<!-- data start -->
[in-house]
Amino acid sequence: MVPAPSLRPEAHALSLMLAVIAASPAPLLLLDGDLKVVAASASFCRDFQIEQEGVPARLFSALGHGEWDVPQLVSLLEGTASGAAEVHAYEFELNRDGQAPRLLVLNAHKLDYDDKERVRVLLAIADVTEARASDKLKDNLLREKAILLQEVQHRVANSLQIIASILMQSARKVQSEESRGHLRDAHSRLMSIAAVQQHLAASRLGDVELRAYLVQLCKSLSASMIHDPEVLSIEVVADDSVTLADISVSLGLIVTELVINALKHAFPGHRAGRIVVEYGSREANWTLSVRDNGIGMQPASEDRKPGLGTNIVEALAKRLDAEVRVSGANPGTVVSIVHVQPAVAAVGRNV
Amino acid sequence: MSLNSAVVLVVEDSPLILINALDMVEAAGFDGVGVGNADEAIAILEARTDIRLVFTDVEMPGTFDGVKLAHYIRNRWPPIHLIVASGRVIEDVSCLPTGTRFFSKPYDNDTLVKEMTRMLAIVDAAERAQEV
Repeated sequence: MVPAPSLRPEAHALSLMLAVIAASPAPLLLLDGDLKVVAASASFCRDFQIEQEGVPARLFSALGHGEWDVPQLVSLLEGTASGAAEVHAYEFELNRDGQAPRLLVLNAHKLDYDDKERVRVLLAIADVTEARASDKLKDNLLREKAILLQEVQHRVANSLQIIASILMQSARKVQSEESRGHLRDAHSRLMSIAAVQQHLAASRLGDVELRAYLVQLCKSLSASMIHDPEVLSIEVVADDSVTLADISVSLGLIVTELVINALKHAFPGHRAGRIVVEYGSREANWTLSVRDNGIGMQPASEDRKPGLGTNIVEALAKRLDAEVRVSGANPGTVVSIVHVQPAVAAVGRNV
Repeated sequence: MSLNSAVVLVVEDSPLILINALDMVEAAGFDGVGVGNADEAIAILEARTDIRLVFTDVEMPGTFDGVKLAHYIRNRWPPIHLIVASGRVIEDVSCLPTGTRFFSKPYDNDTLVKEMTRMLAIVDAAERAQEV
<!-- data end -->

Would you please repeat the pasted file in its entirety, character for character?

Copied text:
[in-house]
Amino acid sequence: MVPAPSLRPEAHALSLMLAVIAASPAPLLLLDGDLKVVAASASFCRDFQIEQEGVPARLFSALGHGEWDVPQLVSLLEGTASGAAEVHAYEFELNRDGQAPRLLVLNAHKLDYDDKERVRVLLAIADVTEARASDKLKDNLLREKAILLQEVQHRVANSLQIIASILMQSARKVQSEESRGHLRDAHSRLMSIAAVQQHLAASRLGDVELRAYLVQLCKSLSASMIHDPEVLSIEVVADDSVTLADISVSLGLIVTELVINALKHAFPGHRAGRIVVEYGSREANWTLSVRDNGIGMQPASEDRKPGLGTNIVEALAKRLDAEVRVSGANPGTVVSIVHVQPAVAAVGRNV
Amino acid sequence: MSLNSAVVLVVEDSPLILINALDMVEAAGFDGVGVGNADEAIAILEARTDIRLVFTDVEMPGTFDGVKLAHYIRNRWPPIHLIVASGRVIEDVSCLPTGTRFFSKPYDNDTLVKEMTRMLAIVDAAERAQEV
Repeated sequence: MVPAPSLRPEAHALSLMLAVIAASPAPLLLLDGDLKVVAASASFCRDFQIEQEGVPARLFSALGHGEWDVPQLVSLLEGTASGAAEVHAYEFELNRDGQAPRLLVLNAHKLDYDDKERVRVLLAIADVTEARASDKLKDNLLREKAILLQEVQHRVANSLQIIASILMQSARKVQSEESRGHLRDAHSRLMSIAAVQQHLAASRLGDVELRAYLVQLCKSLSASMIHDPEVLSIEVVADDSVTLADISVSLGLIVTELVINALKHAFPGHRAGRIVVEYGSREANWTLSVRDNGIGMQPASEDRKPGLGTNIVEALAKRLDAEVRVSGANPGTVVSIVHVQPAVAAVGRNV
Repeated sequence: MSLNSAVVLVVEDSPLILINALDMVEAAGFDGVGVGNADEAIAILEARTDIRLVFTDVEMPGTFDGVKLAHYIRNRWPPIHLIVASGRVIEDVSCLPTGTRFFSKPYDNDTLVKEMTRMLAIVDAAERAQEV